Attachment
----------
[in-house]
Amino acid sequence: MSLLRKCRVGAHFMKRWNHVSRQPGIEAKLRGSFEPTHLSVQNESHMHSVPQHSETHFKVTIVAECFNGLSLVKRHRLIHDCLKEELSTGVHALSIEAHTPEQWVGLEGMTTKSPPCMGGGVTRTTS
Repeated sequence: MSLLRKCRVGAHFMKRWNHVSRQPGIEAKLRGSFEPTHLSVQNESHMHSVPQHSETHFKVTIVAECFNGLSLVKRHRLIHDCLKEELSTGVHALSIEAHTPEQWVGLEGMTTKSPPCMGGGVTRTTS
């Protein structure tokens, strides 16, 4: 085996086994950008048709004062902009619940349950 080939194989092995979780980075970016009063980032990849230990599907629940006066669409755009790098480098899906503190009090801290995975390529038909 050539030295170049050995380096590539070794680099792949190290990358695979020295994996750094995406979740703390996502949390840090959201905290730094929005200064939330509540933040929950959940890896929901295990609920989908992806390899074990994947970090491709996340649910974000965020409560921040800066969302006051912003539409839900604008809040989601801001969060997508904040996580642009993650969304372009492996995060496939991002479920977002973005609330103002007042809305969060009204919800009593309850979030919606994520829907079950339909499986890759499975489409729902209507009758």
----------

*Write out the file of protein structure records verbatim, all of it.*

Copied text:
[in-house]
Amino acid sequence: MSLLRKCRVGAHFMKRWNHVSRQPGIEAKLRGSFEPTHLSVQNESHMHSVPQHSETHFKVTIVAECFNGLSLVKRHRLIHDCLKEELSTGVHALSIEAHTPEQWVGLEGMTTKSPPCMGGGVTRTTS
Repeated sequence: MSLLRKCRVGAHFMKRWNHVSRQPGIEAKLRGSFEPTHLSVQNESHMHSVPQHSETHFKVTIVAECFNGLSLVKRHRLIHDCLKEELSTGVHALSIEAHTPEQWVGLEGMTTKSPPCMGGGVTRTTS
């Protein structure tokens, strides 16, 4: 085996086994950008048709004062902009619940349950 080939194989092995979780980075970016009063980032990849230990599907629940006066669409755009790098480098899906503190009090801290995975390529038909 050539030295170049050995380096590539070794680099792949190290990358695979020295994996750094995406979740703390996502949390840090959201905290730094929005200064939330509540933040929950959940890896929901295990609920989908992806390899074990994947970090491709996340649910974000965020409560921040800066969302006051912003539409839900604008809040989601801001969060997508904040996580642009993650969304372009492996995060496939991002479920977002973005609330103002007042809305969060009204919800009593309850979030919606994520829907079950339909499986890759499975489409729902209507009758």